I'm really sick of hearing people go on about "quality content". To be perfectly honest, try telling that to a small business owner trying to make headway in a local niche which is swamped by large chains owing mainly to domain authority. Try telling that to the local appliance repair specialist who wants to expand his business - "just write a 1,000 word post on washing machine repair".  It won't work. Not now, not ever. Google simply isn't intelligent enough yet to separate the wheat from the chaff - they've become very capable at spotting the chaff and doing away with it, but what of the wheat? How many small to medium sized businesses do you know which compete in their niche on quality content alone? There's limited space on the first page of results, which means if there are big players around then you may as well forget it.  I love the idea of quality content, I love the idea that Google would order results based on quality alone, but there's only so much you can write about a washing machine; so, what else is going to happen based on Google's model? I presume user's are going to link to the best appliance repair website organically? No, they are going to link to the one that has the biggest marketing budget.  Google's whole position of self-righteousness annoys me a little bit too - they say we shouldn't manipulate search results, they say that they want to provide the best possible experience to users, but yet look at all the instances where they demonstrate the exception - their entire business model is based on giving position to the top bidder (of course, there's more to Ad Words than that, but you get the gist).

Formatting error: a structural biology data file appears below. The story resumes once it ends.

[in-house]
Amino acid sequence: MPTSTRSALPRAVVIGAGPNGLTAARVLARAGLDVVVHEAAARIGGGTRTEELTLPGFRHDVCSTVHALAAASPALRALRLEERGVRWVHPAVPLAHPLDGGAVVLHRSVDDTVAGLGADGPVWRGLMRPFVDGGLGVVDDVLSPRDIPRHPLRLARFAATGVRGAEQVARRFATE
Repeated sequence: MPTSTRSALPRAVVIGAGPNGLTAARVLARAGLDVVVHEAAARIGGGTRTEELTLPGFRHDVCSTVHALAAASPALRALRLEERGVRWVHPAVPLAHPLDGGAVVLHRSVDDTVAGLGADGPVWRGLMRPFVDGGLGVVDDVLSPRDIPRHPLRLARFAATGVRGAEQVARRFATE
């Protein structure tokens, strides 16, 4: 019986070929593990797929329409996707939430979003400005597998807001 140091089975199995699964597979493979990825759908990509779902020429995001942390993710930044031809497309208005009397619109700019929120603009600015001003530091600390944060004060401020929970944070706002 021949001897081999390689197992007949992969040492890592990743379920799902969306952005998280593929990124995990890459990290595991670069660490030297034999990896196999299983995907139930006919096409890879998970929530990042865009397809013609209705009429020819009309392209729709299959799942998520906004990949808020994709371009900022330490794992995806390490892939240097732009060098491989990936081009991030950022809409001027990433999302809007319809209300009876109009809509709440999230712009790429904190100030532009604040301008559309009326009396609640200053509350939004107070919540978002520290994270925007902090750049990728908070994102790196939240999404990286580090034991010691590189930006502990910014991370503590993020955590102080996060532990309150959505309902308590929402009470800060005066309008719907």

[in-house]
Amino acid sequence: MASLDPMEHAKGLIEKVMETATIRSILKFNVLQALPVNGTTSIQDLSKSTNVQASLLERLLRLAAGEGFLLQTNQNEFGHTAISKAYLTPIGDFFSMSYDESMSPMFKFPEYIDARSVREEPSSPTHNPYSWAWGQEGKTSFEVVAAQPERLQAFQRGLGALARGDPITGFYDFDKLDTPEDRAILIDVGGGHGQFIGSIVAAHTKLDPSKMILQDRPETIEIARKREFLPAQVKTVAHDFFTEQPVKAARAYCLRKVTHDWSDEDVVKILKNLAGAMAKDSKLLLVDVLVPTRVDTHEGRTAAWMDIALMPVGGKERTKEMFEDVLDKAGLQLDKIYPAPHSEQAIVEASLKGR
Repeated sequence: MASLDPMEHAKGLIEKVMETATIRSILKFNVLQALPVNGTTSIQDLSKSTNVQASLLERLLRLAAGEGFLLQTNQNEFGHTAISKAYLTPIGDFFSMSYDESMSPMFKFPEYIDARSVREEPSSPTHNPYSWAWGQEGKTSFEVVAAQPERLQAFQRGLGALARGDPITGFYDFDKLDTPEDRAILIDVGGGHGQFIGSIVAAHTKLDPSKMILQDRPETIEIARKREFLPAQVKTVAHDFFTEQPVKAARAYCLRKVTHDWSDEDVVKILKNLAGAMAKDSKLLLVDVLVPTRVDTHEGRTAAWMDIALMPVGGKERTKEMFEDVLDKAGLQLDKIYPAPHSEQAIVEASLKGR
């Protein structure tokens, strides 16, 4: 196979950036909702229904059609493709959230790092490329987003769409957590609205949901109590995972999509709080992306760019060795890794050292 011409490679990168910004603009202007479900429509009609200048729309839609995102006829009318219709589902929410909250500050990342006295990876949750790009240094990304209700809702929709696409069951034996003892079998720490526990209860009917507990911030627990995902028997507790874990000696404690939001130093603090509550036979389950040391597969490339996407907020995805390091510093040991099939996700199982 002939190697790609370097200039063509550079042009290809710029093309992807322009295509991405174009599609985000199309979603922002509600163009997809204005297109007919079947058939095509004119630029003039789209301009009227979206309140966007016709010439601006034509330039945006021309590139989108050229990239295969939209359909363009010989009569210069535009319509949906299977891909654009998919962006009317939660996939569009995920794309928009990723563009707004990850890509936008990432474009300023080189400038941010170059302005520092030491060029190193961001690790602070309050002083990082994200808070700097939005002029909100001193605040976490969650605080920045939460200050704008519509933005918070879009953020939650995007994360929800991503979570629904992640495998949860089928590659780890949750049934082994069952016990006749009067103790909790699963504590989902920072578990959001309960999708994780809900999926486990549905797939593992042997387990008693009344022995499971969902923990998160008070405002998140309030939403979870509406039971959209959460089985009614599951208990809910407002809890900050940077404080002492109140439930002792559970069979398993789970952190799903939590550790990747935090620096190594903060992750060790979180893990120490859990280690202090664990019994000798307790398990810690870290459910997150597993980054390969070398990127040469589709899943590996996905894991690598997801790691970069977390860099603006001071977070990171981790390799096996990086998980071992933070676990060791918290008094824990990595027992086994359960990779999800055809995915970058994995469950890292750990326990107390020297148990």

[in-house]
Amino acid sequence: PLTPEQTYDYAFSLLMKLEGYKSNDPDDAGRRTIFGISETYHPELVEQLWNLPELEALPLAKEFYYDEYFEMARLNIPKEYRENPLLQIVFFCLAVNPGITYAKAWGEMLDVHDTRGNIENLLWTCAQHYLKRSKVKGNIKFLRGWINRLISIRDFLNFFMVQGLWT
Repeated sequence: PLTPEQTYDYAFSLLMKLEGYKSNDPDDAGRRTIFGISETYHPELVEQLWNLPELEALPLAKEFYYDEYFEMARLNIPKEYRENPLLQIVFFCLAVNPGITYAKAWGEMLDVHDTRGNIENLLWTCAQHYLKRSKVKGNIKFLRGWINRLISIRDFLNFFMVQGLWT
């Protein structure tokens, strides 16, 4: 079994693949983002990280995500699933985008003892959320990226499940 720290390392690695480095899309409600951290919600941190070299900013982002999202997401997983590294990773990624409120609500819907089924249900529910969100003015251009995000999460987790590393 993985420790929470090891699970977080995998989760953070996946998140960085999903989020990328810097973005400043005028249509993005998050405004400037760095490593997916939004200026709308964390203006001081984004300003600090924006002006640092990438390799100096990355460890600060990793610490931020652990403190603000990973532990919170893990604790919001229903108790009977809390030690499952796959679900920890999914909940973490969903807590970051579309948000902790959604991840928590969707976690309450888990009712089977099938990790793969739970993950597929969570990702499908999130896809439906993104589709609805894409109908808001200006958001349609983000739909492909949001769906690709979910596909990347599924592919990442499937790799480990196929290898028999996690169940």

Richard Wong

03/28/2012 12:42 am

Trying to buy for a competitor is like playing Russian roulette though, because what if it helps them? You're better off focusing on your own business than worry about what your competitor is or isn't doing.

Ricky Shah

03/28/2012 02:02 am

I would rather be happy to see all the sites, who were leveraging the advantage of network, going down. This will help to curb spammers.

Steven

03/28/2012 08:10 am